Why Do Dogs Shake Their Bodies?
If your dog is sopping wet after a bath or a swim, it’s only natural that they’d employ the time-tested shake to rid their fur of some of that water. But anyone who’s spent any time with dogs may have noticed that they sometimes shake in a seemingly identical way when they’re totally dry, too.
As This Dog’s Life explains, we don’t know exactly why this happens—but experts have observed the action enough to have formed pretty plausible theories. If your dog shakes after a nap, for example, it might just be their way of waking their body up after a period of immobility. “This is likely similar to what you do when you get up off your office chair: a quick stretch to get the muscles moving again,” dog trainer Kristin Benson told This Dog’s Life. It could also be a method of dispelling excess energy while in a state of excitement—like right before a walk—or during physical activity.
Not all shakes are great: It could also be a sign of stress. Say, for example, you see a couple canine pals punctuate a particularly rambunctious play session with a shake. “Although most of the time when dogs are playing rough, it’s fine for both parties, occasionally there seems to be an intensification that one or both dogs decide isn’t playful anymore,” Benson explained. In this case, the shake may serve as a self-imposed timeout.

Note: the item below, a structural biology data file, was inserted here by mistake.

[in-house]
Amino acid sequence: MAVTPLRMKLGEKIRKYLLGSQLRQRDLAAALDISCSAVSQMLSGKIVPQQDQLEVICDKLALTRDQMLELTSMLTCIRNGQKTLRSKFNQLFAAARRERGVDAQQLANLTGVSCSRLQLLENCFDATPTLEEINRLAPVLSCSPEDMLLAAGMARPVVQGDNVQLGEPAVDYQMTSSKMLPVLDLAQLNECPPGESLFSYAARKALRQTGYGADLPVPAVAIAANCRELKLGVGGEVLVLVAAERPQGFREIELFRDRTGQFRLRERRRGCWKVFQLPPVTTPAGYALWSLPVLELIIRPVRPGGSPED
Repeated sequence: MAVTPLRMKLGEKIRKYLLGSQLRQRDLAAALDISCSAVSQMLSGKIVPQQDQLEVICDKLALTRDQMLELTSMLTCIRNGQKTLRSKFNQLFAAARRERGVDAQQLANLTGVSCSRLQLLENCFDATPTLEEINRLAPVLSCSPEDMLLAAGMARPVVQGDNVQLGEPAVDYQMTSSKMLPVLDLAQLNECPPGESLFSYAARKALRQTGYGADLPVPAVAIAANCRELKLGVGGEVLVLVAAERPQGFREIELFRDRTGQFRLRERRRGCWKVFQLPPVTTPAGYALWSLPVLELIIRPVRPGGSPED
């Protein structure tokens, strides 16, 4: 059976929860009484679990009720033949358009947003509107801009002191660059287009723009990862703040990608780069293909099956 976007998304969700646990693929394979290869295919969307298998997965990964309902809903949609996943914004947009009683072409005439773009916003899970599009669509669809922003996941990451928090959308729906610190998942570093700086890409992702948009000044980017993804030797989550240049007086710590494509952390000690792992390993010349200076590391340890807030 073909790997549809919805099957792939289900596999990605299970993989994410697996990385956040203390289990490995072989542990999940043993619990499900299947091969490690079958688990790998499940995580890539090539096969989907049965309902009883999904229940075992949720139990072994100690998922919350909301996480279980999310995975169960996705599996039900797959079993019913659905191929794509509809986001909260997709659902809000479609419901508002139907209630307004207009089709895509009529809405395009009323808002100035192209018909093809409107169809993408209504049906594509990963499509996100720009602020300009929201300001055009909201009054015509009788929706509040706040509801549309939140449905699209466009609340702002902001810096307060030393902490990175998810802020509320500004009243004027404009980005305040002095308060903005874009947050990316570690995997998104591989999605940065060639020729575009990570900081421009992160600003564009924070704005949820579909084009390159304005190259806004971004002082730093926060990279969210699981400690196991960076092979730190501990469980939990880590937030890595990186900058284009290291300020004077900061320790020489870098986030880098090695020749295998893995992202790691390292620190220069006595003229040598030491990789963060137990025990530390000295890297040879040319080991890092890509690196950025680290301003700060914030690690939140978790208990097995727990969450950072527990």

Sleep, stress, and excitement are all normal parts of a pup’s life, so shakes are typically nothing to worry about. If you notice your dog doing the shake much more than usual, however, it could be a sign that they’re suffering from a rash or ear infection. In that case, a visit to the vet is your best bet.
[h/t This Dog’s Life]